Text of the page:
In developing your launch slate of content, how did you decide how much original content you needed, how much catalog content you needed, and what kind of each?

Goncalves: If there were a formula, I'd be happy to walk you through that. But the reality is we had to

step back and define what we wanted to be when we grew up. We started with this incredibly valuable anchor of HBO. We were extremely fortunate that the service had garnered over 30 million paying subscribers over the years, but it had essentially peaked. So we started with the demographic we had — higher-income households, a bit more male — then morphed our programming to grow around that.

Lyons: The conundrum was how do you take those existing users and give them a new experience while keeping them comfortable, and at the same time target a new set of subscribers that are millennials, Gen Z, families, females, kids of all ages. How do you add them and keep the experience fresh and add all the content that goes along with it, yet keep it premium while not alienating subscribers? It was all a balance.

How do you approach the role of original versus licensed content?

Goncalves: You tend to see in the data that originals are the titles that drive people to subscribe, whereas the licensed content is what garners the engagement thereafter and keeps consumers on these platforms.

There's some concern that customers may be confused about the various HBO options – HBO, HBO Go, HBO Now, HBO Max — and, on top of that, people may be unclear about what they're entitled to based on their current HBO situation. AT&T is still negotiating with Comcast, as well as Amazon and Roku – which together control nearly 70% of the streaming device market – but as of today there are no agreements to bring HBO Max to those users. To what extent are you hopeful about resolving those negotiations?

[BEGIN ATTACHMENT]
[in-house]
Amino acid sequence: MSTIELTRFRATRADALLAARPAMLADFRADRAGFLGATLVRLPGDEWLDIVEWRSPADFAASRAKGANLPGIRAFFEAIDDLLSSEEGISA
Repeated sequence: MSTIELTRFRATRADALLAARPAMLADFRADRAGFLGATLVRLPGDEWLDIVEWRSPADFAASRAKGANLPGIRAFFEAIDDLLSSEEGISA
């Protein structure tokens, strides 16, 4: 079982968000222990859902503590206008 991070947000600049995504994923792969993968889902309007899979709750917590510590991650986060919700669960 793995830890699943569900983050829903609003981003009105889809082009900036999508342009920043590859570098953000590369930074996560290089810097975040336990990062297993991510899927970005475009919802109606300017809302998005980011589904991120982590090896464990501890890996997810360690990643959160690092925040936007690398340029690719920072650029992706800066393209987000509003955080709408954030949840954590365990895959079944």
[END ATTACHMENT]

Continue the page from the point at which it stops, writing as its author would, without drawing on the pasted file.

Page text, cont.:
Goncalves: I can't get into specifics of the negotiations themselves. But as we go forward, we want to bring everything together. We need to work with our distribution partners in order to do that, and I think you'll see that come to life, where we do come together and align on objectives. You'll see a lot of HBO Now apps turning into HBO Max apps overnight. As far as the folks that we're not aligned with, our hope and expectation is that we'll continue working with them and in the days and weeks to come, we'll come to an agreement. But the consumer has other options.

Tony Goncalves oversees HBO Max and is also CEO of Otter Media

In the sprint to launch, you had teams collaborating remotely across Los Angeles, Seattle, New York and Atlanta. How were they able to work together and meet the launch date target?

Goncalves: I wish you could see the big smile on my face right now. This could've turned out bad. We were uncomfortable two and a half months ago, until we saw these folks rally. We became proficient in Slack and in video calls. The tech teams in particular became proficient at coding at home, doing quality checks of the apps from home and doing quality control left and right — we had to put devices in people's homes and be really flexible. Then you look at the marketing team that had a marketing plan ready to go, anchored on things like March Madness, and all of a sudden those went away. But you saw a team showing up with a sense of purpose and working remotely and getting comfortable with needing to change the way they were operating and I think we're the better for it. I'm really, really proud of what we've done here and I think this pivot is something that I'm most proud of.

Speaking of pivoting, you've been involved in a lot of big, future-oriented business decisions. What have you learned about navigating a business transformation on a scale like this?

Goncalves: Business transformation at scale, in any business, is really, really tough. I think the only way that businesses succeed is if they have a clear definition of a goal – the beacon – and then a path to get there. It became really clear (for AT&T) that as a core connectivity company, being purely a pipe wasn't the path that the company needed to go. The question then became what value-add was needed to put on top of that. Video happens to be the most trafficked content over the network, so I think the clarity of the fact that the network and content needed to come together has really helped this company put a beacon out there as to what it ultimately needs to be. The hardest part is bringing the hundreds and thousands of employees along for the ride and getting them committed, and I think we've done that by articulating this marriage of content and connectivity.